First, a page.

Stephin Merritt- who's a racist?; DJ Star- who's a criminal?

Way behind in my media coverage (lots of other projects eatin' up time) but I just wanted to give a brief shout-out to this stalwart article in Slate:Blacklisted. Racism is an ugly thing indeed but throwing around the term recklessly is ugly and hurtful also. The tabloid smearing of Stephin Merritt isn't something you'd expect from writers that are usually much more thoughtful (Jessica Hopper, Sasha Frere-Jones) but the piece lays out the details quite nicely. As an addenda to that, Sasha F.J. offered something of an apology based on that article. Hopefully, in the future, JH and SFJ will be a little more careful before they tar someone with a tag like that and other scribes will take that as a warning too.

Speaking of unwarranted behavior, if any 1st ammendent supporters are shedding a tear for fired-then-arrested NYC radio DJ Star for threatening a rival DJ and his family on-air (including putting a bounty on their head), I'd ask if any supporters would feel as sympathetic if they were being called out on the radio and having their family threatened. Star likens himself to Lenny Bruce but I doubt if he himself thinks that he's a sly provacateur who's toying with society's conventions. He's an egotistical ratings-hound who wanted to push his rivalry up another level and get a response. He did but not the type he probably anticipated though his joly demeanor after his arrest means that he knows something. This notoriety is going to help his rep as someone else will no doubt hire him eventually.

Cover down, pray through: Bob Dylan's underrated, misunderstood "gospel years" are meticulously examined in this welcome new installment of his Bootleg series.

"How long can I listen to the lies of prejudice?
How long can I stay drunk on fear out in the wilderness?"
-- Bob Dylan, "When He Returns," 1979

Bob Dylan's career has been full of unpredictable left turns that have left fans confused, enthralled, enraged – sometimes all at once. At the 1965 Newport Folk Festival – accompanied by a pickup band featuring Mike Bloomfield and Al Kooper – he performed his first electric set, upsetting his folk base. His 1970 album Self Portrait is full of jazzy crooning and head-scratching covers. In 1978, his self-directed, four-hour film Renaldo and Clara was released, combining concert footage with surreal, often tedious dramatic scenes. Dylan seemed to thrive on testing the patience of his fans.

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Inane Political Discourse, or, Alan Partridge's Parody Politics

Publicity photo of Steve Coogan courtesy of Sky Consumer Comms

That the political class now finds itself relegated to accidental Alan Partridge territory along the with rest of the twits and twats that comprise English popular culture is meaningful, to say the least.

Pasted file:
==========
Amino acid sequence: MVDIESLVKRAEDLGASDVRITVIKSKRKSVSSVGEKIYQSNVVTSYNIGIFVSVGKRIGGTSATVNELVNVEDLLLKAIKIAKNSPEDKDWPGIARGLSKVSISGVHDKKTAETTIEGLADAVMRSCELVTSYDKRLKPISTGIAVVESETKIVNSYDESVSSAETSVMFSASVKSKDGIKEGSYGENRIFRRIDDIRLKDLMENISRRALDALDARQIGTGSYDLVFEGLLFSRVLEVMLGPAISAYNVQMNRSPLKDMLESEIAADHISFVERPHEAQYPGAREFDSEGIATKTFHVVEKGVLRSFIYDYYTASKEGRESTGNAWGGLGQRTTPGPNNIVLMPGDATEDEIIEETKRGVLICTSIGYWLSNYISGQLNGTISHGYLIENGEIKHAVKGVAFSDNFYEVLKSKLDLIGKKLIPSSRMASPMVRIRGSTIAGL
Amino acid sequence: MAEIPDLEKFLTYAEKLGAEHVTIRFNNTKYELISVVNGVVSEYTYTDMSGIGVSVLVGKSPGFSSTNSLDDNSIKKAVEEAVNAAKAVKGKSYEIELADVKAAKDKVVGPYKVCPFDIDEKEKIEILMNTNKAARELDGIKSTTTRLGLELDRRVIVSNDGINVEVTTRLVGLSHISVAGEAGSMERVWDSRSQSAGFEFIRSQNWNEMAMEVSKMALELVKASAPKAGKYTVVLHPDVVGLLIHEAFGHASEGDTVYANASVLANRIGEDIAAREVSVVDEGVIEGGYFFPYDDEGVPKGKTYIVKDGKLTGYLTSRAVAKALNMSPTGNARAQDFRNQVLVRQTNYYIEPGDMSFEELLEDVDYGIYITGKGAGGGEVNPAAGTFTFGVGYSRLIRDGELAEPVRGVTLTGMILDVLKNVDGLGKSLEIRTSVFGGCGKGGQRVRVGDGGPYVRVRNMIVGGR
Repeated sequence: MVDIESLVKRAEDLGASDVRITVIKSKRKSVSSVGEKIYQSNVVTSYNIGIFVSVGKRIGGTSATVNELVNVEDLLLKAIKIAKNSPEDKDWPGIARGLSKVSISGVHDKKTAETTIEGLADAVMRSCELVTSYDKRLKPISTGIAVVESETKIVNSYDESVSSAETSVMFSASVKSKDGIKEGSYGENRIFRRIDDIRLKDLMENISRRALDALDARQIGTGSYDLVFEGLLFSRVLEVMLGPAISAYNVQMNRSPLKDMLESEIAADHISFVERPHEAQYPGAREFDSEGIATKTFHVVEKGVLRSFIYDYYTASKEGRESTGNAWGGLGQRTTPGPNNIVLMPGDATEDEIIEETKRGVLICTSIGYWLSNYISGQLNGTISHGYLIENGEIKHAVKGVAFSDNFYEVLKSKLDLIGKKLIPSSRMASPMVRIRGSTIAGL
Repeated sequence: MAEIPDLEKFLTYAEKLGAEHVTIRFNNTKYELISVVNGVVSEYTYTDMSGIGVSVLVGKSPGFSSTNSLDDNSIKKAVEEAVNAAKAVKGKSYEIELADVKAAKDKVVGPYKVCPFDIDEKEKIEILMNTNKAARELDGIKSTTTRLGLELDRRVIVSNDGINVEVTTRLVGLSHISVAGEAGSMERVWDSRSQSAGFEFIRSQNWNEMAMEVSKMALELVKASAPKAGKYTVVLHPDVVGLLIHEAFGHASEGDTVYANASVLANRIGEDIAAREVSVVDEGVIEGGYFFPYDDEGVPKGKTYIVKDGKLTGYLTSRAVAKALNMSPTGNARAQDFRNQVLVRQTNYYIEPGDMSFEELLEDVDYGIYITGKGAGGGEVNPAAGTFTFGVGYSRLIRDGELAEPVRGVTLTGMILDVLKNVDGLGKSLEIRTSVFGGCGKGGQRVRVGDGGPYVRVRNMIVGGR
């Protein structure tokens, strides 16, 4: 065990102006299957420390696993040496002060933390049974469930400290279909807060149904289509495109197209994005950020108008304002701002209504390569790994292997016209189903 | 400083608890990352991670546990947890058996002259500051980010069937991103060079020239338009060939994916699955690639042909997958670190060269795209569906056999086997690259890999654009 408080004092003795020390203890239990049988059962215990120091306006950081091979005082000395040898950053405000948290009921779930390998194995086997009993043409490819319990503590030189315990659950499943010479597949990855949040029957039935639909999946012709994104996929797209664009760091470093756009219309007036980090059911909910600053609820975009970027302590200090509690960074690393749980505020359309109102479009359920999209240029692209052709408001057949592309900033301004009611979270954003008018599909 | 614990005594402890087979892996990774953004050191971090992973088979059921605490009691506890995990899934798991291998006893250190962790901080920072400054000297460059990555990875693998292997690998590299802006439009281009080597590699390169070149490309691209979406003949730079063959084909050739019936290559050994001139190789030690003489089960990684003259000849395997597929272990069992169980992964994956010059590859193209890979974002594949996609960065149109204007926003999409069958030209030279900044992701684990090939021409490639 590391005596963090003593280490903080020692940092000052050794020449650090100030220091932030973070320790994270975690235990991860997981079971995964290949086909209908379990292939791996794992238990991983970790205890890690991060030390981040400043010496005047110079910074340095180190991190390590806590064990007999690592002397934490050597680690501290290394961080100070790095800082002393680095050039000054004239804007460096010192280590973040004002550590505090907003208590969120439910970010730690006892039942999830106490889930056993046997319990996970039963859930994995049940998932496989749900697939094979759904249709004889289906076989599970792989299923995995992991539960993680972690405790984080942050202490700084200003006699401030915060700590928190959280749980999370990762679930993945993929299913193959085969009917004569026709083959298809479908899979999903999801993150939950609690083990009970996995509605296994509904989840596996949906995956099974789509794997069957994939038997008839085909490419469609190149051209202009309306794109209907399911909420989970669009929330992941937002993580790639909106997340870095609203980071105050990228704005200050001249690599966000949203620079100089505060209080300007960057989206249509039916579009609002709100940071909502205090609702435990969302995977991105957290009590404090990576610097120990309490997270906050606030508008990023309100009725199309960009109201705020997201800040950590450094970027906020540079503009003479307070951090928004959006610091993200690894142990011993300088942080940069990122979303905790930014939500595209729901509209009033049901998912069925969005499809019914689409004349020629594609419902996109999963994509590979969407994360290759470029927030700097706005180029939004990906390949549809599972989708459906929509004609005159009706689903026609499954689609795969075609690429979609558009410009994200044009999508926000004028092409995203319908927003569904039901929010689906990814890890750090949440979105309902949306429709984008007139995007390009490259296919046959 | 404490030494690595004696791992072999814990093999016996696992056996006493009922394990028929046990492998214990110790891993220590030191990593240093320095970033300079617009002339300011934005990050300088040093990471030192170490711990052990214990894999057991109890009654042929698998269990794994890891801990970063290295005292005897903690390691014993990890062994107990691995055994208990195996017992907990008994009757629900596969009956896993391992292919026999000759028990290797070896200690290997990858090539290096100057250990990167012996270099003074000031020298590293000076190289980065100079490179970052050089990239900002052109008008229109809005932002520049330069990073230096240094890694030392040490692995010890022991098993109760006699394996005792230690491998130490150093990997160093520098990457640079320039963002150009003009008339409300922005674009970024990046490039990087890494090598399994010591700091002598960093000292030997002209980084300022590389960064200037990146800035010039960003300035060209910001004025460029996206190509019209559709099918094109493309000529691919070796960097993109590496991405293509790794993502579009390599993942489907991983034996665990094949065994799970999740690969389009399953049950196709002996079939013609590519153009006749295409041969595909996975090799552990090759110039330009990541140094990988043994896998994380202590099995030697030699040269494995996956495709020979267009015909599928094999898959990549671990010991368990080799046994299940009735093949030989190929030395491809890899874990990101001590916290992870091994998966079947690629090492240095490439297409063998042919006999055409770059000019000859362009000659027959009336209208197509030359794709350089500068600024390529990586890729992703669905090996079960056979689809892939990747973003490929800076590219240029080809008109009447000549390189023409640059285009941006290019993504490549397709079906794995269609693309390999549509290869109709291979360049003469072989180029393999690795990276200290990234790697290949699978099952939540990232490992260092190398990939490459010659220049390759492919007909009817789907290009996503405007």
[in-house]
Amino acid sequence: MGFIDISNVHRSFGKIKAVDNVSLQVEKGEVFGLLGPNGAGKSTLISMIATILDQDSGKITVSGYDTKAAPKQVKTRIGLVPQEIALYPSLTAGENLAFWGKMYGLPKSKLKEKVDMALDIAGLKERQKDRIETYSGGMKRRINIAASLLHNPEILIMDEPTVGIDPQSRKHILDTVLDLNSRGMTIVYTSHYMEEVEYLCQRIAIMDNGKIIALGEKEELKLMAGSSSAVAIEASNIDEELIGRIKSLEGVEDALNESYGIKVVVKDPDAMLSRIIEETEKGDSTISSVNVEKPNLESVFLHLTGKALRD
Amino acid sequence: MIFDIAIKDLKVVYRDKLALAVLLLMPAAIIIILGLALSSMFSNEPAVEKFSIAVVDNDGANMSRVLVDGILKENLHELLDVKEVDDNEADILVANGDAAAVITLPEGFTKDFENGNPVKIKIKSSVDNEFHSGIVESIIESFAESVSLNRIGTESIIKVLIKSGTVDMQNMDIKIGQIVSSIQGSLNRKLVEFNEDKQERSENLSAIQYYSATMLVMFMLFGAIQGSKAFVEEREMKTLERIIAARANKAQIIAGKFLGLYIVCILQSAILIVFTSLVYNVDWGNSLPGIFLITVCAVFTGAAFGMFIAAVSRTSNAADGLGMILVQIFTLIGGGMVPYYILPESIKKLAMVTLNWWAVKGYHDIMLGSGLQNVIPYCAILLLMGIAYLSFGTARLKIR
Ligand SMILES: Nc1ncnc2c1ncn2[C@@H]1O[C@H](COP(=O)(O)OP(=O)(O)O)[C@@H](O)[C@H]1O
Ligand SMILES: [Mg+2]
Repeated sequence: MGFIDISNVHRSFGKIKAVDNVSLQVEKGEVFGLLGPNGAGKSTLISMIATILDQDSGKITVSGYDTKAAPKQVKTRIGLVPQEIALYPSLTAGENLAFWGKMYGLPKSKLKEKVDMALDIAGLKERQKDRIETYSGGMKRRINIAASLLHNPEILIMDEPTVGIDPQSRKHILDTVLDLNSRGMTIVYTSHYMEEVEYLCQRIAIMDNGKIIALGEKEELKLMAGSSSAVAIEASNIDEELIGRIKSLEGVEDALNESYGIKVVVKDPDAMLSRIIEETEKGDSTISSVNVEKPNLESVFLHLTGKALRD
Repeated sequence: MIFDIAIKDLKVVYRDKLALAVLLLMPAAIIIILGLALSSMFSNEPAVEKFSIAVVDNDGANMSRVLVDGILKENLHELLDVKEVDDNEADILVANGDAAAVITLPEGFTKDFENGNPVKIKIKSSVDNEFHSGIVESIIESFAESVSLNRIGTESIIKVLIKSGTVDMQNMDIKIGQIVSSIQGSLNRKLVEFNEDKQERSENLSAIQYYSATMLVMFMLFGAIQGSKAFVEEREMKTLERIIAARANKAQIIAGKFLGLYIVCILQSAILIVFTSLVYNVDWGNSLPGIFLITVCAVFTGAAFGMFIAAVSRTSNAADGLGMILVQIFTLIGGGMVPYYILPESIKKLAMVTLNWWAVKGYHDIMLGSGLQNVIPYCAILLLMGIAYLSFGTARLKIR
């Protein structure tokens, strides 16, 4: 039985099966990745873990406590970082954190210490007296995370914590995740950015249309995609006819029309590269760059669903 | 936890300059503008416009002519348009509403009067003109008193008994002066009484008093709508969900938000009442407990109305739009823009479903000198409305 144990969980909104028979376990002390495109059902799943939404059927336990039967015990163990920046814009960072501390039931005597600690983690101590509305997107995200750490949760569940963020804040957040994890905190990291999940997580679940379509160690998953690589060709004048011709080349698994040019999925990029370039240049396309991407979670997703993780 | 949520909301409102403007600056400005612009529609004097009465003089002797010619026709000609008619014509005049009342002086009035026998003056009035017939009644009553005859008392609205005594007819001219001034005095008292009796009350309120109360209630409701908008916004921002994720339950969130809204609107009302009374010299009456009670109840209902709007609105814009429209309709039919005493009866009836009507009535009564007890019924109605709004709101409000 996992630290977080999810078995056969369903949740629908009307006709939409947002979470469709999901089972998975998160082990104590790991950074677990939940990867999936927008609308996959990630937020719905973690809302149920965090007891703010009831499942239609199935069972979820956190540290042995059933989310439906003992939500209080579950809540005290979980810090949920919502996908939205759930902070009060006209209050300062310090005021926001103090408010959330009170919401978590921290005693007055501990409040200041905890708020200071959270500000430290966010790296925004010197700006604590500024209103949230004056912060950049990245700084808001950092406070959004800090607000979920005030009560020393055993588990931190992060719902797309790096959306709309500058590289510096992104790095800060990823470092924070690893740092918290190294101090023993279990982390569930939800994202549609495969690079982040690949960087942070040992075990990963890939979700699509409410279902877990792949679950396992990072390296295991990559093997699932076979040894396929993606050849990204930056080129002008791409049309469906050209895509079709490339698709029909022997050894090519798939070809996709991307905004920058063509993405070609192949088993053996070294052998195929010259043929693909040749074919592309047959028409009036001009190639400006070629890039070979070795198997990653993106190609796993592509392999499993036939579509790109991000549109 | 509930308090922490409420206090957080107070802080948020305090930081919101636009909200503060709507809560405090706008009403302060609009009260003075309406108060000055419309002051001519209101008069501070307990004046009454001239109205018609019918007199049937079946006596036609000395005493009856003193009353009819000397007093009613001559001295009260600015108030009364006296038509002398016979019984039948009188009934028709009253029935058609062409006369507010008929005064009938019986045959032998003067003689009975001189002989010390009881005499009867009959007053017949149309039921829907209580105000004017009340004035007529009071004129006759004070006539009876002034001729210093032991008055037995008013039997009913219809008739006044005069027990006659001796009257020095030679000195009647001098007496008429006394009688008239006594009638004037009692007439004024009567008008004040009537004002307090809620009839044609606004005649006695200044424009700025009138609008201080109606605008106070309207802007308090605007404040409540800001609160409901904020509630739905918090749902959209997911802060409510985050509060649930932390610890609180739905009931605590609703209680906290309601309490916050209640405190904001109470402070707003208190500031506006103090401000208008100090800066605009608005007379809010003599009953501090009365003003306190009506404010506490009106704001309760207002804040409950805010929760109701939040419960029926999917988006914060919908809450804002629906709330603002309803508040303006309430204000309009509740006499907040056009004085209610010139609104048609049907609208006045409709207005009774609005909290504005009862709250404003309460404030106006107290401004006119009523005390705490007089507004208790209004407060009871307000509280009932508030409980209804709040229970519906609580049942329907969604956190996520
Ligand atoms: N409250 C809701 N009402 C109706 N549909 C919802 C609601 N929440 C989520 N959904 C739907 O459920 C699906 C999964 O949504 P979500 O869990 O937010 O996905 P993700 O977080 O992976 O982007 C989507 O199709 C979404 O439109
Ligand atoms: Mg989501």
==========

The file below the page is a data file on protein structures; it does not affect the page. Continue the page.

"I evolve, I don't…revolve."
-- Alan Partridge

Alan Partridge began as a gleeful media parody in the early '90s but thanks to Brexit he has evolved into a political one. In print and online, the hopelessly awkward radio DJ from Norwich, England, is used as an emblem for incompetent leadership and code word for inane political discourse.

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The show is called Crazy Ex-Girlfriend largely because it spends time dismantling the structure that finds it easier to write women off as "crazy" than to offer them help or understanding.

In the latest episode of Crazy Ex-Girlfriend, the CW networks' highly acclaimed musical drama, the shows protagonist, Rebecca Bunch (Rachel Bloom), is at an all time low. Within the course of five episodes she has been left at the altar, cruelly lashed out at her friends, abandoned a promising new relationship, walked out of her job, had her murky mental health history exposed, slept with her ex boyfriend's ill father, and been forced to retreat to her notoriously prickly mother's (Tovah Feldshuh) uncaring guardianship. It's to the show's credit that none of this feels remotely ridiculous or emotionally manipulative.

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Here comes another Kompakt Pop Ambient collection to make life just a little more bearable.

Another (extremely rough) year has come and gone, which means that the German electronic music label Kompakt gets to roll out their annual Total and Pop Ambient compilations for us all.

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Winner of the 2017 Ameripolitan Music Award for Best Rockabilly Female stakes her claim with her band on accomplished new set.

Lara Hope & The Ark-Tones

Love You To Life

Label: Self-released
Release Date: 2017-08-11

Lara Hope and her band of roots rockin' country and rockabilly rabble rousers in the Ark-Tones have been the not so best kept secret of the Hudson Valley, New York music scene for awhile now.

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